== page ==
Facebook’s CEO Defies Mobile-Ad Skeptics as Sales SoarDouglas MacMillan and Brian Womack
Facebook Inc. Chief Executive Officer Mark Zuckerberg’s decision last year to bet big on mobile software is paying off, with sales of ads on wireless devices now on track to surpass revenue from desktop computers.
Surging demand for mobile advertising helped profit and revenue top analysts’ estimates in the second quarter yesterday. The results sent shares of the world’s most popular social-networking service up 30 percent, a record one-day gain, to the highest level since May 2012.
The earnings may finally quiet concerns, voiced by analysts and investors since Facebook’s initial public offering last year, that the rising popularity of smartphones and tablets is outpacing its ability to make money selling promotions to mobile users. By letting marketers show messages in the news feed on such devices, and shifting development efforts toward applications, Zuckerberg is delivering on his promise of making Facebook a “mobile-first” company, according to Jordan Rohan, an analyst at Stifel Nicolaus & Co. in New York.
“There’s latent demand for marketers to spend money on Facebook,” Rohan, who rates the shares a buy, said in an interview. “The company finally introduced the right set of ad products to facilitate that.”
Revenue rose 53 percent to $1.81 billion in the latest quarter, the company said in a statement yesterday. Profit excluding certain items was 19 cents a share. Analysts had projected profit of 14 cents on sales of $1.62 billion on average, according to data compiled by Bloomberg.
Facebook rose to $34.36 at the close in New York. Analysts at Goldman Sachs Group Inc. increased their target price to $46 from $40, and at least 10 others also boosted projections, according to data compiled by Bloomberg. About 192 million shares changed hands, the most since November and more than four times the average this year, the data show.
“Finally, the blowout quarter that Facebook bulls have been waiting for,” said Paul Sweeney, an analyst at Bloomberg Industries. “Among many impressive data points, I think investors will focus on the percentage of revenue from mobile of 41 percent, which was well above consensus.”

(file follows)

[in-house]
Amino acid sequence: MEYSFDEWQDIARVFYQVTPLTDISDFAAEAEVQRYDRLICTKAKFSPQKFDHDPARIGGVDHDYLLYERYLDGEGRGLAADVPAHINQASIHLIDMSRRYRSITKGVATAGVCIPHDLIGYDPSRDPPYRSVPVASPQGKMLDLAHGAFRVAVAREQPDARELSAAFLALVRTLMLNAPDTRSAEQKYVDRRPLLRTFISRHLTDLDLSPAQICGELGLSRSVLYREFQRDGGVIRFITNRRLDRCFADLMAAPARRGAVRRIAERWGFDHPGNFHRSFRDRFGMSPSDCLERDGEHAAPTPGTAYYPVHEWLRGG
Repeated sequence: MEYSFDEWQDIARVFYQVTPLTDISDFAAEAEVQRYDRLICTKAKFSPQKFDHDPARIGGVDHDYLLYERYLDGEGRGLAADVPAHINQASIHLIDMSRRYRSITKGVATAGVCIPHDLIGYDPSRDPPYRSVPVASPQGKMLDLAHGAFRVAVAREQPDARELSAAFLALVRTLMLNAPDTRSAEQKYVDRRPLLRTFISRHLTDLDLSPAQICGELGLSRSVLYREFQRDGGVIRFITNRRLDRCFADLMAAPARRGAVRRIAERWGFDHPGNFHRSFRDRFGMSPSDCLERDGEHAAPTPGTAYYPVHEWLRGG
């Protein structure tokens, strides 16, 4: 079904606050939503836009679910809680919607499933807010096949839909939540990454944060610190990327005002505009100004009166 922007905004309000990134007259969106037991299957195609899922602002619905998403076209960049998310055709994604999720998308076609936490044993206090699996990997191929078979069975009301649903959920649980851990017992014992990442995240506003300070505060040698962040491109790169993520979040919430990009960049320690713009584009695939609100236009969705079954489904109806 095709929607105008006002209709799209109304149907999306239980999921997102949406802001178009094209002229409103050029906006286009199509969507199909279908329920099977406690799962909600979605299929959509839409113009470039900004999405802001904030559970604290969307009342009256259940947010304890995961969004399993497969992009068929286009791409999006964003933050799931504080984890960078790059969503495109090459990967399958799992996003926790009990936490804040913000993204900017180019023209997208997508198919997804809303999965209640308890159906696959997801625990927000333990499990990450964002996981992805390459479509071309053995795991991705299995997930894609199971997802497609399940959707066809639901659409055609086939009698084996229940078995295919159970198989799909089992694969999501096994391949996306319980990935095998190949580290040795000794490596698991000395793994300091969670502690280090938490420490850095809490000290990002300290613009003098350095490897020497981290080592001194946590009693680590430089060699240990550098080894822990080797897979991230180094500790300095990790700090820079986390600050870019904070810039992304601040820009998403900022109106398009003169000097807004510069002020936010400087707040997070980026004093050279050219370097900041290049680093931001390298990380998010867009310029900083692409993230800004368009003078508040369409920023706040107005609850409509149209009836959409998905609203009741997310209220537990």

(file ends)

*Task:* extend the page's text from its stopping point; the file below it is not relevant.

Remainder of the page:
Facebook, which sold shares for $38 each in its IPO, saw its stock slump as low as $17.55 in September. Even after today’s gain, the stock is 11 percent below its initial offering price. Concern about Facebook’s ability to shift to mobile has weighed on the company’s shares since its $16 billion IPO, the largest technology offering on record.
After today’s rally, the Menlo Park, California-based company is now trading at 149 times earnings. That’s more expensive than 99 percent of the companies in the Standard & Poor’s 500 Index, according to data compiled by Bloomberg.
Mobile ads, which made up 30 percent of revenue in the first quarter, will soon account for more than half of advertising dollars, Zuckerberg said on a conference call. The number of mobile users expanded 51 percent to 819 million during the quarter. The total number of Facebook members was 1.15 billion, compared with 1.11 billion in the earlier period.
“This quarter represents a strong validation that we’re effectively navigating the shift to mobile,” David Ebersman, Facebook’s chief financial officer, said in an interview. “All the investments we’ve been making in the business have been paying off.”
Facebook is projected to take 13 percent of the global mobile-advertising market this year, up from 5.4 percent last year, according to EMarketer Inc. Even so, the company remains a distant No. 2 to Google Inc., which is expected to grab 56 percent of the market in 2013.
Facebook has stepped up efforts with its mobile services, including updates to its smartphone applications and a new video feature for photo-sharing service Instagram.
Net income attributable to shareholders was $333 million, or 13 cents a share, compared with a loss of $157 million, or 8 cents, a year earlier.
More than half, or 61 percent, of Facebook members use the site daily, a number that has risen even as management projected it would decline, Zuckerberg said on the call.
“As we’ve grown, I always expected our ratio of daily actives to monthly actives would decrease as later technology adopters joined our service,” Zuckerberg said. “The opposite has actually been true.”
Revenue from payments, which includes virtual goods sold in games such as “FarmVille 2” and “Candy Crush Saga,” grew to $214 million in the second quarter, a gain of 11 percent from a year earlier.
The company lowered its estimate on capital expenditures this year to $1.6 billion, down from its earlier forecast of $1.88 billion, due to efficiency gains and the timing of planned purchases, Ebersman said on the call.
Facebook is also making improvements to its advertising tools for marketers. The company said last month it intends to cut its 27 ad units by more than half, making the promotion-buying process more simple and efficient.
The social-networking provider has been wooing more large advertisers. In April, Facebook won back General Motors Co. as a customer almost a year after the automaker said it was pulling ads off the service.
“It’s been pretty clear for a long time that Facebook could monetize its 1.1 billion users a lot better,” Michael Pachter, an analyst at Wedbush Securities Inc. in Los Angeles, said in an interview. “It may sound simple, but we always knew that if they would just try harder, they could deliver.”